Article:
1. Agriculture World

US Corn Planted Area Estimated Lower, Soybean Area Pegged Slightly Higher

Abhijeet Banerjee
Abhijeet Banerjee

According to the June month’s Acreage and Quarterly Grain Stocks Reports, farmers in the US have planted lesser area in corn and a slightly higher area in soybeans versus previous year. The USDA (US Department of Agriculture)has estimated total corn and soybean acreage at 176 million versus its March estimate of 180.5 million. (Last report on acreage and grain stocks was released in the month of March)  

In its quarterly report, USDA has estimated the June 1 corn stocks at 5.22 billion bushels vs. the trade’s expectations of 4.95 billion bushels and last year’s 5.2 billion.For soybeans, June 1 stocks were pegged at 1.39 billion bushels vs. the trade’s estimate of 1.39 billion and last year’s 1.78 billion. On the other hand USDA estimated the June 1 wheat stocks at 1.04 billion bushels vs. the trade’s expectation of 987 million bushels and last year’s 1.08 billion. 

With respect to the acreage report the USDA pegged the U.S. corn plantings at 92.006 million vs. the trade’s expectation of 95.14 million and the USDA’s March estimate of 96.99 million.For soybeans, the USDA expects U.S. acreage at 83.82 million vs. the trade’s expectation of 84.83 million and the USDA’s March estimate of 83.51 million. Net acreage of US wheat was estimated at 44.2 million vs. the trade’s expectation of 44.72 million and the USDA’s March estimate of 44.66 million. From pricing perspective, since USDA report indicates a lower planting area, thereby participants now expect decline in production outlook, indicating scope for a rise in average price levels in coming months.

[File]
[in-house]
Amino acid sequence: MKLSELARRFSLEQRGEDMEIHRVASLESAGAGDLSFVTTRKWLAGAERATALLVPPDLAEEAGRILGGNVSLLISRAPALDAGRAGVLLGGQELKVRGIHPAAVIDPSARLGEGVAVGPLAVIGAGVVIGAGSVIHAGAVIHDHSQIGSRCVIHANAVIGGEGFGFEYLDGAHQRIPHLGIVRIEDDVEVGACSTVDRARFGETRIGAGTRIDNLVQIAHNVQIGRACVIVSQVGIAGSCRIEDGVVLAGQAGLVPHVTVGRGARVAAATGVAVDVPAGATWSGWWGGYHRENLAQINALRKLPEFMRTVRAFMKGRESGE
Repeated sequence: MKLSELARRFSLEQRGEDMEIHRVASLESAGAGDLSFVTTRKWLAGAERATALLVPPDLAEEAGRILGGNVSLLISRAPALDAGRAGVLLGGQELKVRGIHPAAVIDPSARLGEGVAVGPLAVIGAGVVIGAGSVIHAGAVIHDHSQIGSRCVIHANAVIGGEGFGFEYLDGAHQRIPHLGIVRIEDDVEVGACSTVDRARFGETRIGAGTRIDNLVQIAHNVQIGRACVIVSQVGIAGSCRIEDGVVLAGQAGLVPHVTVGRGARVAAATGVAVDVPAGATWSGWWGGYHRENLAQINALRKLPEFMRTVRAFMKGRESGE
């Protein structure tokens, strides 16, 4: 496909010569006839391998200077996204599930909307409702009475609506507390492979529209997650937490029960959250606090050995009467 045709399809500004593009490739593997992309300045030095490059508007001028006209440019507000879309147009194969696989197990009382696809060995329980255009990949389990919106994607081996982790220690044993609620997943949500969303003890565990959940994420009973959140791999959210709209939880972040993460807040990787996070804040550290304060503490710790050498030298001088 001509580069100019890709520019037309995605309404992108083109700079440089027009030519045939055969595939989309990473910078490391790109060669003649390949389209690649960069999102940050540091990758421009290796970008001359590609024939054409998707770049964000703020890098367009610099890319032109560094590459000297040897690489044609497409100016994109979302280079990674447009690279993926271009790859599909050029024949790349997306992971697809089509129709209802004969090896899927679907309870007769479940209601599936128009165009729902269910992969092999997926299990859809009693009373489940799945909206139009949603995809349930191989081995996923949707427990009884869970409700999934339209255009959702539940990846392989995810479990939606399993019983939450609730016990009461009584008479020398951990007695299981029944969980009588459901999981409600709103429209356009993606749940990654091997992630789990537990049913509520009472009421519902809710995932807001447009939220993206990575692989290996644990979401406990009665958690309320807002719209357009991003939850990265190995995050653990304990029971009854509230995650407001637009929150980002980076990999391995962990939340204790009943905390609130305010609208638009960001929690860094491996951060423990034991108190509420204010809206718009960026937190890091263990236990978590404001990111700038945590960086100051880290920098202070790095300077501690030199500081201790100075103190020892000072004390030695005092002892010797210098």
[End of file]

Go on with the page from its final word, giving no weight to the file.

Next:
Corn planted area stood at 92.0 million acres, which was below all trade estimates by a wide margin. Soybean planted area was up slightly from March, but not near to the trade expectations, and in fact below the expected numbers. All in all USDA report seems to raise hopes for a price rise in grain markets immediately in the short run since prices have already fallen in last few days, with market participants anticipating higher supply report.  

 For maize the USDA's estimate stood at 5.2 billion in stocks, which was 3.0 million more than the trade estimate.  Regarding soybeans, the market already expected higher sowing this season right after the March planted acreage report was released. Since demand for soybean is strong globally, prices in US markets are expected to remain more or less firm this month. The Crops/Stocks surveys are conducted in all states quarterly by the USDA and the surveys provide detailed estimates of crop acreage, yields and production, and quantities of grain and oilseeds stored on farms. Farm operations are selected from an area frame and a list frame to produce "multiple frame" estimates, to be incorporated in the quarterly report.

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